*** image via Creation Swap user Mirian Trinidad

 

 

Christ follower, husband, father, writer, small groups pastor at Saddleback Community Church. Communications director for the Small Group Network.

Please note: I reserve the right to delete comments that are offensive or off-topic.

  • Joey Reed

    Glad to see this emphasized. Methodists hammer on it as “sanctifying grace” and put it in line after prevenient and justifying grace (the grace that prepares and the grace that provides forgiveness, respectively).

    The humdrum run of discipleship before we enter into eternity is all too often de-emphasized. Thanks for bringing it back to the forefront!!

    • http://www.benreed.net Ben Reed

      “The humdrum run of discipleship before we enter into eternity is all to often de-emphasized.” Amen!

  • http://www.the-white-stone.blogspot.com Brian Owen

    Your post is timely, as I was talking about this very topic in my men’s group this morning.

    I wonder if part of our problem with ignoring the “glorious middle” is partly due to how we define the gospel.  When sharing the gospel, we talk about the past and the future but we often neglect the present:  the gospel is reduced to having your past sins forgiven so that you can go to heaven when you die…all wonderfully true…but the word gospel means “good news” and news is information about the present…i.e.  I watch the evening news because I want to know what is happening right now.  

    The gospel is an invitation to an eternal kind of life that begins right now and goes on into eternity.  It is an invitation to trust Jesus, not simply trust what he has done (die on the cross for our sins).   It begins with trusting what he has done for us on the cross and continues with trusting him as our leader and teacher.

    When I understand and explain the gospel this way, there is a much more natural connection to discipleship and sanctification.  These days, I find myself becoming more and more evangelistic about discipleship.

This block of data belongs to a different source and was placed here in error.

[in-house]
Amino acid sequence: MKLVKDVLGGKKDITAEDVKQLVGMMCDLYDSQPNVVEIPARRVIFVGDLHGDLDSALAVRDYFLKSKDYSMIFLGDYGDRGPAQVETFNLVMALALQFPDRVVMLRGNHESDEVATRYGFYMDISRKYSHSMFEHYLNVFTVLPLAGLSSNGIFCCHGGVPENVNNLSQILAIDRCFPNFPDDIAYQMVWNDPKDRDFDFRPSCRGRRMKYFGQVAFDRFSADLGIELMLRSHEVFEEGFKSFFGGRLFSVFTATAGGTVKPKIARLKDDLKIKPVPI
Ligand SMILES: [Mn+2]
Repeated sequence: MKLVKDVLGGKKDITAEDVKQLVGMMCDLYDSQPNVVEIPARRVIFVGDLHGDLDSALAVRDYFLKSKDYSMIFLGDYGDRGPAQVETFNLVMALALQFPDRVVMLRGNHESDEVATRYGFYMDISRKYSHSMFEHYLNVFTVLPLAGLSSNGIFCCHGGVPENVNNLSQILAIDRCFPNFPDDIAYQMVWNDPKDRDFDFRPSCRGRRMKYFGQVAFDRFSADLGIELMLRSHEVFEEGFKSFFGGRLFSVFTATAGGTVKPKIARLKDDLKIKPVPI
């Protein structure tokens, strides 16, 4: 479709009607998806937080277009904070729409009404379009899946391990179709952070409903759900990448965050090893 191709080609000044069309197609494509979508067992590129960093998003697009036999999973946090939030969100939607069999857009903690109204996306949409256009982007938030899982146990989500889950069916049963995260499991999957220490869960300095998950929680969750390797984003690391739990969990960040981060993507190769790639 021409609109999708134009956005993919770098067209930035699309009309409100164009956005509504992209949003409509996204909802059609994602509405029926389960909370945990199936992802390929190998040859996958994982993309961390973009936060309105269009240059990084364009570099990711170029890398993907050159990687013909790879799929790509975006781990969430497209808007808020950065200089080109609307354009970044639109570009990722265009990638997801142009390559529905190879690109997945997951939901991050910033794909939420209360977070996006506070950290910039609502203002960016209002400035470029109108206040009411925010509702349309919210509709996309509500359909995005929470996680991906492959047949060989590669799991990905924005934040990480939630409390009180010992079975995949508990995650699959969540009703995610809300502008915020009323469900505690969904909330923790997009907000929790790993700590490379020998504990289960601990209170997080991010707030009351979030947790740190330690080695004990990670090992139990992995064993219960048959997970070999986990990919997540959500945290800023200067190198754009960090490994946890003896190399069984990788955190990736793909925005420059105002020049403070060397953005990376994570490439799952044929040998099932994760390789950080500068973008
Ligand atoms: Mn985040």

Why wait to go to heaven when you die when you can go there right now?  You can begin to experience an eternal kind of life before death, not just after death.

    • http://www.benreed.net Ben Reed

      Good thoughts, Brian. I don’t separate the Gospel from evangelism OR discipleship. It’s the thread that runs throughout, the meat of both. 

      I love your approach…making sure to emphasize the Good News (present tense) when you’re sharing your faith. Love that!

  • Kyle Barton

    Salvation is a continual process that encompasses our entire Christian experience.

    1 Cor 15:2- being saved
    Heb. 2:11- being sanctified
    2 Cor 3:18- being transformed
    2 Cor 4:16- being renewed

    Sanctification involves all the mundane things of life IN WHICH we
    experience and enjoy Christ’s saving life. It’s not a default that we
    will be experience sanctification. As you point out, we need to work it
    out by cooperating with the inner operating God.

    • http://www.benreed.net Ben Reed

      Well said, Kyle. I agree.

  • http://www.nosuperheroes.com Chris Lautsbaugh

    Very well said. Too often we try to compartmentalize every part of life. We cannot separate the present from what Christ did. It’s our very reason for obedience and love. We cannot discount the hope to come, it gets us through the less than stellar times on earth. The Bible did not compartmentalize life and neither should we You presented the issue well, affirming both the past and future, but challenging in the present.
    And you had a stinking great title! Well Done

    • http://www.benreed.net Ben Reed

      Haha…thanks Chris!